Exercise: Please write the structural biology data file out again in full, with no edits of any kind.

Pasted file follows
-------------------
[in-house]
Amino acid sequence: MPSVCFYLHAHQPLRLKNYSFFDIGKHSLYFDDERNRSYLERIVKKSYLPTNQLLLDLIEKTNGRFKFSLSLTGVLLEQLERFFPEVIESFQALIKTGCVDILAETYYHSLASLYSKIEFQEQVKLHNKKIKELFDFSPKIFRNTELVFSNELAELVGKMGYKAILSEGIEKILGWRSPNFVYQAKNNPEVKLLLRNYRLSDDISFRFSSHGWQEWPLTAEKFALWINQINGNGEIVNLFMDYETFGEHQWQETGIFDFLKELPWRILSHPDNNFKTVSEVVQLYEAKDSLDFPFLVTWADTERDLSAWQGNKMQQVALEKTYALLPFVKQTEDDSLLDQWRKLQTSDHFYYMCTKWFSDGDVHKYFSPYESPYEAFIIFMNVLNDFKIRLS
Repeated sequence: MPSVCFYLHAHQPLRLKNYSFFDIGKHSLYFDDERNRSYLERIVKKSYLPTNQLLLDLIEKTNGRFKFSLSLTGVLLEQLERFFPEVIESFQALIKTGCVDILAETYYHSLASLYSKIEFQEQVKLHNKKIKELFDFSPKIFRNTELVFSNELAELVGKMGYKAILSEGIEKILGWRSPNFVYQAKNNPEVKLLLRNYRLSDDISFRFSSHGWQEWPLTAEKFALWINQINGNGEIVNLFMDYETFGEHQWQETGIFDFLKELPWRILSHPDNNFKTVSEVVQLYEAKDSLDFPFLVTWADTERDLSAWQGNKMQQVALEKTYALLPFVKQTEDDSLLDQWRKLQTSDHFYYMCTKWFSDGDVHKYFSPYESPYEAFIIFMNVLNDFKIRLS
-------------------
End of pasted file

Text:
[in-house]
Amino acid sequence: MPSVCFYLHAHQPLRLKNYSFFDIGKHSLYFDDERNRSYLERIVKKSYLPTNQLLLDLIEKTNGRFKFSLSLTGVLLEQLERFFPEVIESFQALIKTGCVDILAETYYHSLASLYSKIEFQEQVKLHNKKIKELFDFSPKIFRNTELVFSNELAELVGKMGYKAILSEGIEKILGWRSPNFVYQAKNNPEVKLLLRNYRLSDDISFRFSSHGWQEWPLTAEKFALWINQINGNGEIVNLFMDYETFGEHQWQETGIFDFLKELPWRILSHPDNNFKTVSEVVQLYEAKDSLDFPFLVTWADTERDLSAWQGNKMQQVALEKTYALLPFVKQTEDDSLLDQWRKLQTSDHFYYMCTKWFSDGDVHKYFSPYESPYEAFIIFMNVLNDFKIRLS
Repeated sequence: MPSVCFYLHAHQPLRLKNYSFFDIGKHSLYFDDERNRSYLERIVKKSYLPTNQLLLDLIEKTNGRFKFSLSLTGVLLEQLERFFPEVIESFQALIKTGCVDILAETYYHSLASLYSKIEFQEQVKLHNKKIKELFDFSPKIFRNTELVFSNELAELVGKMGYKAILSEGIEKILGWRSPNFVYQAKNNPEVKLLLRNYRLSDDISFRFSSHGWQEWPLTAEKFALWINQINGNGEIVNLFMDYETFGEHQWQETGIFDFLKELPWRILSHPDNNFKTVSEVVQLYEAKDSLDFPFLVTWADTERDLSAWQGNKMQQVALEKTYALLPFVKQTEDDSLLDQWRKLQTSDHFYYMCTKWFSDGDVHKYFSPYESPYEAFIIFMNVLNDFKIRLS